By: Tayyib Abu
The fabled draft of 2004 spawned three of the great quarterback careers of the modern era. Eli Manning took the Giants to two Super Bowl championships. At the same time, Philip Rivers established himself as a gunslinging ironman.
Lastly, Ben Roethlisberger took the reigns in Pittsburgh to become the franchise quarterback of the fabled Steelers. The former two players are now retired, and after last years offensive struggles and playoff defeat, questions surrounded Roethlisberger.
Big Ben is coming back into 2021 with a restructured contract; however, at 39-years-old, Roethlisberger is not the long-term solution in Pittsburgh. The Steelers made a mistake in last week’s draft by not drafting a rookie quarterback. The franchise is in choppy waters regarding the most crucial position in the sport.
The State of the Steelers Quarterback Room
Roethlisberger’s 2020 season was a myopic existence of caution. Despite the talented core of receivers, Roethlisberger played inconsistently and conservatively.
Roethlisberger’s intended air yards were a low 6.9 yards, which suggests that he is not throwing much beyond the line of scrimmage. That 2020 number is a drop from 2018, where Roethlisberger’s intended air yards was 7.8.
In a team where the running game is mediocre, the 2020 number is not justifiable. Moreover, in a conference with Josh Allen, Patrick Mahomes, Justin Herbert, Pittsburgh will get left behind in the AFC arms race with that type of production from Roethlisberger.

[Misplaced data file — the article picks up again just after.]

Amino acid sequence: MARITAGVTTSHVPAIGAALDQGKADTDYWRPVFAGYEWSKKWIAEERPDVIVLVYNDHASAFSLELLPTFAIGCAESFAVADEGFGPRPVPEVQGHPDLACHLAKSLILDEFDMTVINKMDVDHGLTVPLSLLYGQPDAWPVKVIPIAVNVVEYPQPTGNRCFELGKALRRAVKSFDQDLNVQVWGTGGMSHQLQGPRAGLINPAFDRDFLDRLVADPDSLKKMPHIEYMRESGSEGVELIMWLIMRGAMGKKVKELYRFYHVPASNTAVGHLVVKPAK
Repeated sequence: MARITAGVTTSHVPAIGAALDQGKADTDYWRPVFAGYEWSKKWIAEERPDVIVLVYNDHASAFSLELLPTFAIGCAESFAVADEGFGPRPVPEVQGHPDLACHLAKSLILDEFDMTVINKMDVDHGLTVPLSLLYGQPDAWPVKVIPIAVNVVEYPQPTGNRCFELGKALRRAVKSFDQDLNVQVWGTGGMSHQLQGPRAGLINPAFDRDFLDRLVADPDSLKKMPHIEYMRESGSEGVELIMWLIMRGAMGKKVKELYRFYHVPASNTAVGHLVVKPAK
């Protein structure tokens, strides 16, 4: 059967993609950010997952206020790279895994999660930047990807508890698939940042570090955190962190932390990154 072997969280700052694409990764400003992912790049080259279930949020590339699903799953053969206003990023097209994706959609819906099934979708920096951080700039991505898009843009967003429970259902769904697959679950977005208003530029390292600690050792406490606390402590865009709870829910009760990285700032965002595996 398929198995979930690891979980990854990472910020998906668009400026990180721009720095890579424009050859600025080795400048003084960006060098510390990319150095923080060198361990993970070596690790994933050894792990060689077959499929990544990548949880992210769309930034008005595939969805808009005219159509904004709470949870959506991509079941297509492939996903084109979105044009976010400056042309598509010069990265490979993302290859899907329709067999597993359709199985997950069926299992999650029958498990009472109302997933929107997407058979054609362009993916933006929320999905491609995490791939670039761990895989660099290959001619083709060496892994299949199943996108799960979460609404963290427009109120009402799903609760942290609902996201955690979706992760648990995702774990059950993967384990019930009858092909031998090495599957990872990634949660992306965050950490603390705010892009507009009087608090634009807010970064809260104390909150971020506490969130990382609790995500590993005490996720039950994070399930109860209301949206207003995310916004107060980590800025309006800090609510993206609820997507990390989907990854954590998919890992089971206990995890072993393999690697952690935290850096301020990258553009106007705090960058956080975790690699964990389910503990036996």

Moreover, a look at Roethlisberger’s next-gen passing chart for 2020 underlines how mediocre his passing production was. In all but three passing quadrants, Roethlisberger performed at an average or below-average level. At his age, that won’t improve.
As for Mason Rudolph, his career has suggested nothing but a ceiling of a career backup. Rudolph’s been a Steeler for three seasons. Therefore, if the organization truly believed in him, he’d be the starter.
So the state of the quarterback room is this; an aging veteran is getting worse; meanwhile, the other notable quarterback is a backup. For a team that prides itself on stability, that is an unstable position.
Drafting a Rookie Quarterback Made Sense for Pittsburgh
On the contrary, there were still several attractive quarterback prospects in the mid-rounds of the draft. Davis Mills and Ian Book got drafted by the Texans and Saints, respectively. Pittsburgh should’ve considered selecting one of these players.
The franchise knows what they possess with their current quarterbacks. The opportunity to evaluate and develop a rookie signal-caller is too good to ignore when your quarterback is 39-years-old.
It also provides flexibility to the team. If Roethlisberger was to get hurt, there is a different proposition for Pittsburgh. It is more exciting than Rudolph and another journeyman player. Plus, this year’s quarterback class boasted a ton of depth.
It may not be the case next year. With the Steelers perennially picking late, the opportunity to take Roethlisberger’s successor may not arise in future years. It would’ve been a low-risk, high-reward move for Pittsburgh. If it didn’t work out, then that’s ok; if it did, they found their franchise future.
The path they are treading instead is shrouded in mystery; there is no insurance policy for the club if Roethlisberger quits. That is a scary place to be in a division where the other three teams are set with their quarterbacks. The Steelers aren’t.
Letting a young quarterback learn and develop away from the spotlight is the most brilliant move a team can make. It alleviates pressure from everyone involved. Instead, the Steelers are riding solo into 2021 with a franchise quarterback that may retire.